You Never Get a Second Chance to Make a First Impression


As the familiar saying goes, "You never get a second chance to make a first impression". So, let’s just hope the first impression that you DO make is a positive one – especially when you’re in the market for a new job!

When looking for employment, most people meticulously update their resume, choose the perfect power suit, and arrive extra early for the interview; however, there is one crucial detail that some people seriously overlook--it is their email address. Over the years, Ignite has received numerous resumes and cover letters from applicants with email addresses that make one stand back and say, “You’ve GOT to be kidding!”

I first recall receiving a resume from pimpintraining@xyz.com. Needless to say, that individual did not get a call to schedule an interview! Since then, I have become somewhat obsessed with people’s email addresses and in essence, what their address “says” about the individual. Recently, iamanut@xyz.com and iambored@xyz.com came across my desk. I asked myself, “Are these applicants trying to be funny? Are they even aware of how silly they sound? Do they think a potential employer will seriously consider applicants who describe themselves as a nut and/or bored?” “Is princesstrish@xyz.net really from royalty or is she just high maintenance?”

yohomey@xyz.com, butterymama@xyz.com and bigboobs@xyz.com may be highly qualified for the job, but they already have a strike against them, before I even open their resume. Not only are these email addresses unprofessional and inappropriate, they also lead one to believe that the applicants are not to be taken seriously.

Do you want a potential employer to notice you because of your comical email address or because of your skills and credentials? Do yourself a favor and create a professional email address on yahoo, hotmail, or gmail--it only takes a few seconds and could make the difference between your resume getting put into the “yes” file or the “circular” one!

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Ignite Friday, February 4, 2011 @ 11:54 AM   0 Comments


Cover Letter Catastrophes

Over the past few weeks, I’ve been assisting a client who is looking to hire an office manager for her small firm. Not being a full time recruiter, I’ve been overwhelmed sorting through the plethora of cover letters and resumes, weeding out the under/over qualified ones, and setting up telephone screening interviews with those who seem to fit the basic job requirements.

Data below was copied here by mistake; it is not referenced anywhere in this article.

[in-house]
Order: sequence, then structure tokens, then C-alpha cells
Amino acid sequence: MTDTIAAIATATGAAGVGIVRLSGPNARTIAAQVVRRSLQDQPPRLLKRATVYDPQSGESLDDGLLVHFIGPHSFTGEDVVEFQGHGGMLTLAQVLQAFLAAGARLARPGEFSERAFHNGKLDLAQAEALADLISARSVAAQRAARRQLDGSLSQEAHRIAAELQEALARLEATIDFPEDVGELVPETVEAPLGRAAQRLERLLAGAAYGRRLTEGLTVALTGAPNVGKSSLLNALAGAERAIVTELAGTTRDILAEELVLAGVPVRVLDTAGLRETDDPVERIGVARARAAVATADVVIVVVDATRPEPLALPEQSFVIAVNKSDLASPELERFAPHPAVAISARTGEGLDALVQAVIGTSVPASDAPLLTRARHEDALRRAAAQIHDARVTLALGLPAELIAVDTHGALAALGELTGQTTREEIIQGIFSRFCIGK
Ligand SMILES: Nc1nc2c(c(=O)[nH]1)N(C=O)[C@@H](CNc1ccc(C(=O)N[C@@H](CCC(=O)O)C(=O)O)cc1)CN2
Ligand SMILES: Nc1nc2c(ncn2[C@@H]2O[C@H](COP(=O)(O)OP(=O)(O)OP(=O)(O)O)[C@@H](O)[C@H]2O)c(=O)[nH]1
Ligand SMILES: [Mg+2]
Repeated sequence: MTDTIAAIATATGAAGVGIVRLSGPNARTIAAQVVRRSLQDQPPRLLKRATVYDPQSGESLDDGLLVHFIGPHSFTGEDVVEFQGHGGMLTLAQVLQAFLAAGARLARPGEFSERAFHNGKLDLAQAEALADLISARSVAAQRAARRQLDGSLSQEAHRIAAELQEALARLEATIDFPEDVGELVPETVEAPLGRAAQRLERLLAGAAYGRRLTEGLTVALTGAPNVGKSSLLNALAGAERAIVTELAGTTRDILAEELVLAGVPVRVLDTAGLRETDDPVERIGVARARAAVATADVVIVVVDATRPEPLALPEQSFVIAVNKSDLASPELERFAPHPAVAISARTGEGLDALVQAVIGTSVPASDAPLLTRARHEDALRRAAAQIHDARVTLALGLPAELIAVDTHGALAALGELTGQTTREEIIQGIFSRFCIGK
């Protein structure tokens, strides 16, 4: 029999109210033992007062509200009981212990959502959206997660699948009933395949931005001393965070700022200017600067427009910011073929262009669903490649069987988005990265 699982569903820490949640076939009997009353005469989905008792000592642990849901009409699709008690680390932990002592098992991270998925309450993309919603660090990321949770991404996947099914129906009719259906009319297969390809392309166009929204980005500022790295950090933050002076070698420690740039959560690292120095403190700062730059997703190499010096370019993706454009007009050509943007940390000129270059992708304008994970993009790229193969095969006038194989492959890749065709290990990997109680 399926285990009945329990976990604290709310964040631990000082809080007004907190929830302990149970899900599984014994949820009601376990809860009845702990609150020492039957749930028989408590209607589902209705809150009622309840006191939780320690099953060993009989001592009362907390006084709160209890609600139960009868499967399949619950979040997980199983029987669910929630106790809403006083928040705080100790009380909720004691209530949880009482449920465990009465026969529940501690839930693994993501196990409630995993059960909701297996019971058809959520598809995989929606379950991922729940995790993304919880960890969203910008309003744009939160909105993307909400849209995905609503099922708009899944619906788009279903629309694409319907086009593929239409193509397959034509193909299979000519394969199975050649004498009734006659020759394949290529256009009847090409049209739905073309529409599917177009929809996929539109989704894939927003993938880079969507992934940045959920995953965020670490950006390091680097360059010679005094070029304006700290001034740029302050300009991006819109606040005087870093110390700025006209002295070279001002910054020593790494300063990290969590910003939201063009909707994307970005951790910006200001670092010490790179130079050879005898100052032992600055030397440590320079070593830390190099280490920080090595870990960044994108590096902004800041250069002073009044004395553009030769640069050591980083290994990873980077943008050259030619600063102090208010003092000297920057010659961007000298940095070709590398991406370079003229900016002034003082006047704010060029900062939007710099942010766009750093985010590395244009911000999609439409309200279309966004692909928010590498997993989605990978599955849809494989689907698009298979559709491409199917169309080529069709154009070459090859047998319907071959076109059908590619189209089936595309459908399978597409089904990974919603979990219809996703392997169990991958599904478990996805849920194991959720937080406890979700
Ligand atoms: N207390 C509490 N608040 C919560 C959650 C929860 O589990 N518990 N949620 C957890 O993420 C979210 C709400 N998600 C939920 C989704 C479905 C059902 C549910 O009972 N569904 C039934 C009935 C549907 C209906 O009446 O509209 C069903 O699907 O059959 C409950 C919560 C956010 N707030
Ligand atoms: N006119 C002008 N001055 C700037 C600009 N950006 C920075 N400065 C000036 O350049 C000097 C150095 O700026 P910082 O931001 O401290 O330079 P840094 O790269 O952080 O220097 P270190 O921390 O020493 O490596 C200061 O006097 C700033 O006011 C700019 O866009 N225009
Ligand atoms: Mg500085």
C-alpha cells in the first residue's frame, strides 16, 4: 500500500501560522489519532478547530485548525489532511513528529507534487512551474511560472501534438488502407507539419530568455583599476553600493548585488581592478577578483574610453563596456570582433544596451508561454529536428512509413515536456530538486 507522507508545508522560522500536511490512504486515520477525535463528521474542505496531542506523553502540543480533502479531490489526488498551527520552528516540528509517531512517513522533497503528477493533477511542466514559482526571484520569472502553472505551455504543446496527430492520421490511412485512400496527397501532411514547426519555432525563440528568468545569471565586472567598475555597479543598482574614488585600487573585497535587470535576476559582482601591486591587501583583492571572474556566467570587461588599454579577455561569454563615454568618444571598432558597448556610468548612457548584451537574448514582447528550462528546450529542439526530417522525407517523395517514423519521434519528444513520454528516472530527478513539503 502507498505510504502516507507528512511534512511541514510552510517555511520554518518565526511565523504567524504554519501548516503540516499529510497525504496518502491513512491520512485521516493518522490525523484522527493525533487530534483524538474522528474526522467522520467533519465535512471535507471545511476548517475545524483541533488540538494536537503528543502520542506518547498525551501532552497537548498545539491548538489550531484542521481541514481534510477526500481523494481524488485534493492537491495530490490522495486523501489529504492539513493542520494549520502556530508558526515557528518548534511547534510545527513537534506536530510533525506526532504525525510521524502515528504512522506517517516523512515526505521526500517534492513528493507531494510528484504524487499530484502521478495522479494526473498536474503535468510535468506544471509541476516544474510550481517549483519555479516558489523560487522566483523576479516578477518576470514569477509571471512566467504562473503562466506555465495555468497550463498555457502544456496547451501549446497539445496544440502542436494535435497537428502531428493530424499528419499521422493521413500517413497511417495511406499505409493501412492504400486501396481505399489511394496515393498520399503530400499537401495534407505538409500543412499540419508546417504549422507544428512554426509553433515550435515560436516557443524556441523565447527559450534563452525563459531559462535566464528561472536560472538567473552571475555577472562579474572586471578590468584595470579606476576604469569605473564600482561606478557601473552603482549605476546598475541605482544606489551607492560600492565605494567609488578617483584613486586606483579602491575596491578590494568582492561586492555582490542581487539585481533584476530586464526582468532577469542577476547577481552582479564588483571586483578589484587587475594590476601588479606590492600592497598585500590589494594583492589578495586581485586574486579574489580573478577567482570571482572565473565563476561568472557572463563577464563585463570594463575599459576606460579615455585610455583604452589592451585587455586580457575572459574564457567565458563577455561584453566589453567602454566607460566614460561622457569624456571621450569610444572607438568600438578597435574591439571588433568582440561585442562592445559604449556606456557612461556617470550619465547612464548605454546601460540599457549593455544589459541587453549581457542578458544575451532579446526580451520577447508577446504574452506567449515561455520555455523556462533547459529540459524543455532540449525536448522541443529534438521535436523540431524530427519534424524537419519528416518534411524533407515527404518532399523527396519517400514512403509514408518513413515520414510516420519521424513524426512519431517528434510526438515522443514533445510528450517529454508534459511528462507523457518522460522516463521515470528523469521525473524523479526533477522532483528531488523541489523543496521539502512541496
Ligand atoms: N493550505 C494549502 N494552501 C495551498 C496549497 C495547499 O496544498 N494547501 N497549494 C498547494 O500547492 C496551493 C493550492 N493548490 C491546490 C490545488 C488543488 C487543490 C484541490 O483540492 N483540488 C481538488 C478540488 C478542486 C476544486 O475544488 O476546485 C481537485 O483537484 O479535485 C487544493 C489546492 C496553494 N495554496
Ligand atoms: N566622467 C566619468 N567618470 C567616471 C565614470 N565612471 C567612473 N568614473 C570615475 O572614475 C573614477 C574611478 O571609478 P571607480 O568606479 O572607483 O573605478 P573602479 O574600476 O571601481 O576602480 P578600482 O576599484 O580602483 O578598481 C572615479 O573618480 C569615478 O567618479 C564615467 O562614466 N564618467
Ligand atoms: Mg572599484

Research indicates that employers will spend no more than 30 seconds (and that’s if you’re lucky) reading a cover letter to determine if it’s worth their time to read further into the resume. So, what makes a cover letter stand out with a positive impression, so the hiring manager wants to learn more about you?

Well, based on my recent experience, here are a few “What NOT to Do’s” , if you want to be considered for the first phase of the selection process:
• Don’t misspell the name of the company or the person to whom you’re applying. (It’s almost like calling your new girlfriend by your old girlfriend’s name. Never a good thing!)
• Don’t embed smiley faces or cartoons in your letter. (Unless, of course, you’re six years old and looking to join a Brownie Troop, a :-) is not appropriate!)
• Avoid overdoing it with descriptive words about yourself. One candidate wrote, “I am smart, reliable, organized, calm, happy, easygoing, hardworking, dedicated, loyal, honest and tenacious” all in one sentence. (Wow! It’s a good thing she didn’t write that she is concise and to the point.)
• Don’t write your entire life story in a cover letter; on the other hand, don’t be too brief and overly familiar. One candidate simply wrote, “Cheers!” and signed her name.
• Unless you’re applying for a role in a religious organization, don’t put quotes from the Bible, Koran, etc. (You may think Jesus is “the way”, but keep it to yourself).
• Be sure not to claim that you’re a detail-oriented individual and fail to catch even one spelling error in your letter.
• Above all, don’t fail to ask someone who has good editing skills to proofread your letter (as well as your resume and any other correspondence to a potential employer) for grammar, spelling, formatting, etc. You only have a few brief seconds to make that first impression – make sure it’s a positive and professional one and takes you to the next step of landing the job!

So…make sure that your cover letter is concise, professional and grammatically correct. Gear the letter to the specific person/company to whom you are applying and wait for that telephone to ring or for that awaited email response!

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Ignite offers a variety of transforming programs that can propel you and your organization to brilliant successes. And we have experience in a wide range of industries, so we can tailor each session to specifically address your needs and goals. To learn more please contact us.